On 15 April, 2019, the world watched as Unesco World Heritage site and historical icon Notre Dame de Paris cathedral burned.
The fire began that evening, persisting for around 15 hours as hundreds of firefighters worked together to put it out and transport the building's countless artworks and religious relics to safety.
Constructed from 1163 to 1345, the cathedral epitomises French Gothic architecture and was the site of many monumental occasions throughout French history, including the coronation of Napoleon I. Around 12 million people visit Notre Dame every year.
French billionaires have already come together to put forward US$700 million to repair the cathedral, which experts say could take decades. The good news, however, is that much of the structure and the treasures within were untouched by the blaze.
The roof spire
Sadly, the cathedral's distinctive spire was one of the first elements to be engulfed by the flames, collapsing onto the ceiling within an hour. The spire was an instantly recognisable element of the cathedral's facade.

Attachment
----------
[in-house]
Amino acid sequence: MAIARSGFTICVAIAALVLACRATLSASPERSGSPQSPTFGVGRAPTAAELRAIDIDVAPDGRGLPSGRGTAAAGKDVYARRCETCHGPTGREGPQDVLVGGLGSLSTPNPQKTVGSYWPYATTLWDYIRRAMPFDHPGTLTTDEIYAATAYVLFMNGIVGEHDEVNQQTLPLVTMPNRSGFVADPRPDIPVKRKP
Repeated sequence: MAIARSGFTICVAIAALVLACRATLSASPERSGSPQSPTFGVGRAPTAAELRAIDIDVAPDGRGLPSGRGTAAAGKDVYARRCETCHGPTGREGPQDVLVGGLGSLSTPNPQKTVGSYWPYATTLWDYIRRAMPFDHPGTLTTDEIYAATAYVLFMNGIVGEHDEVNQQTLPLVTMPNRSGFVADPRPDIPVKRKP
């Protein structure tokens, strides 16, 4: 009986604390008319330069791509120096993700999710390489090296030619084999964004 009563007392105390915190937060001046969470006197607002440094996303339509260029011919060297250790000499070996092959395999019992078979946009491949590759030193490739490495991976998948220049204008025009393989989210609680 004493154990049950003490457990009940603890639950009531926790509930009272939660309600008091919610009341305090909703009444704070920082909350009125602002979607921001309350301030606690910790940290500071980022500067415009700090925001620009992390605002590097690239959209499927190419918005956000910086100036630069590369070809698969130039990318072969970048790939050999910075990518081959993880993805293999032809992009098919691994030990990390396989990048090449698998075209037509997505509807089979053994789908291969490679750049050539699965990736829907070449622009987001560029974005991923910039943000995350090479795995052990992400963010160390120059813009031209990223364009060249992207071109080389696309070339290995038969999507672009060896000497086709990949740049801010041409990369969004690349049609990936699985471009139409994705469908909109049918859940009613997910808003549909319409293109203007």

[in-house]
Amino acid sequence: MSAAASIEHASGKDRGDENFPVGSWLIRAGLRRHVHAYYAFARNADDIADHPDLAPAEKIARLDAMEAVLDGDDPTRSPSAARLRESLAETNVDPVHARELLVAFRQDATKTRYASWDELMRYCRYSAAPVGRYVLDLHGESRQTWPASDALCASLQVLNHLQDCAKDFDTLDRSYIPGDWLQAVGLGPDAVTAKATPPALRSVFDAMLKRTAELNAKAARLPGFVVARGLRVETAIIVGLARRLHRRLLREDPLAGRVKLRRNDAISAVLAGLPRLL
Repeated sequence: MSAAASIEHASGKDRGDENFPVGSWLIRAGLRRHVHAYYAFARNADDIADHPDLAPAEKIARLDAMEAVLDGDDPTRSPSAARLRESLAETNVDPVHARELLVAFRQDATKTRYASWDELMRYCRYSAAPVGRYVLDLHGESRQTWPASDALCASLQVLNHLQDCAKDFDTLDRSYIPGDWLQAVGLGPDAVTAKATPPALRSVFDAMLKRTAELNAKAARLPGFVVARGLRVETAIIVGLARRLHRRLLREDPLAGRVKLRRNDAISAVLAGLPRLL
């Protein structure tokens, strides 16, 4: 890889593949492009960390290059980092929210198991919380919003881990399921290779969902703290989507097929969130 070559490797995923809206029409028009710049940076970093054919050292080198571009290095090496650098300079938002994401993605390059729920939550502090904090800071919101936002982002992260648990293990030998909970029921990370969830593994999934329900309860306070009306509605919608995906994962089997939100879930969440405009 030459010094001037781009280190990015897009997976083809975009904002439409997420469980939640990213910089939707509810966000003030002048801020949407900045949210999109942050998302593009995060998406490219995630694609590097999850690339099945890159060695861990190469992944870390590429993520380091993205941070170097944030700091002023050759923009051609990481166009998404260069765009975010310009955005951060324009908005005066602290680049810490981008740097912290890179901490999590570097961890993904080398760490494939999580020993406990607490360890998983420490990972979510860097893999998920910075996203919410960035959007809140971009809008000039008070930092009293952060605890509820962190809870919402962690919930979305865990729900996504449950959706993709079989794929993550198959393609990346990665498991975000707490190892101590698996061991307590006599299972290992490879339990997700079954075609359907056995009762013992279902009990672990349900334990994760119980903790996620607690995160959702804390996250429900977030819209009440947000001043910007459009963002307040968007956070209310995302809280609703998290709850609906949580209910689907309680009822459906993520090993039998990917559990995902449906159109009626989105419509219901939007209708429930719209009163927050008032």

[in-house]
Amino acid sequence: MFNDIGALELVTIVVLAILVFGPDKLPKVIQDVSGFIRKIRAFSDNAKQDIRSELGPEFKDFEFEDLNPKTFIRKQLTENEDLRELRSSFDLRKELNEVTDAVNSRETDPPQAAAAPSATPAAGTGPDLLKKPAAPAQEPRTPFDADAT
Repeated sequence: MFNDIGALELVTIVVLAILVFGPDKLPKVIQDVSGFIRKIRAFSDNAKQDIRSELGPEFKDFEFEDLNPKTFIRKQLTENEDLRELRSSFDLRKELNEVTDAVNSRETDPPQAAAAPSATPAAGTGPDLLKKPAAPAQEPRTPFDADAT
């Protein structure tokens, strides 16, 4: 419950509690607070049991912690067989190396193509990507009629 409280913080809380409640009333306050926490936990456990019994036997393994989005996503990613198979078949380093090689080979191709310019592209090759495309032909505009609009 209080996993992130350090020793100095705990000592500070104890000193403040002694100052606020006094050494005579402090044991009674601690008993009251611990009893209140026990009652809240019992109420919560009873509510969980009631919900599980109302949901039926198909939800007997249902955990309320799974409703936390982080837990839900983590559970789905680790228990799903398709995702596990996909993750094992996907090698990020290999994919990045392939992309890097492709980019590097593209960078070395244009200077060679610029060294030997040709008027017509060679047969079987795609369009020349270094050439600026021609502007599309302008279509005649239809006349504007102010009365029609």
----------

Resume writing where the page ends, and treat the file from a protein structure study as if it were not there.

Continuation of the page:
The cathedral's interiors were largely protected by the vaulted stone ceiling, which contained the burning from the roof, though some sections of it collapsed. Firefighters also prioritised techniques that would preserve the integrity of the building.
Artworks and religions relics
The cathedral is home to a vast array of artworks and relics, from the tunic of Saint Louis to the famous Virgin of Paris statue. Most of these were saved, as they had been relocated to a nearby sacristy in light of upcoming renovations, or were safely removed by firefighters during the emergency.
The Grand Organ
The cathedral's Grand Organ, built in the 19th century and one of the largest in the world, only suffered minor damages.
The rose windows
The three rose windows - stained glass windows that are among the cathedral's most well-known features - were also left undamaged, although lead joints in some of the more minor stained glass windows melted.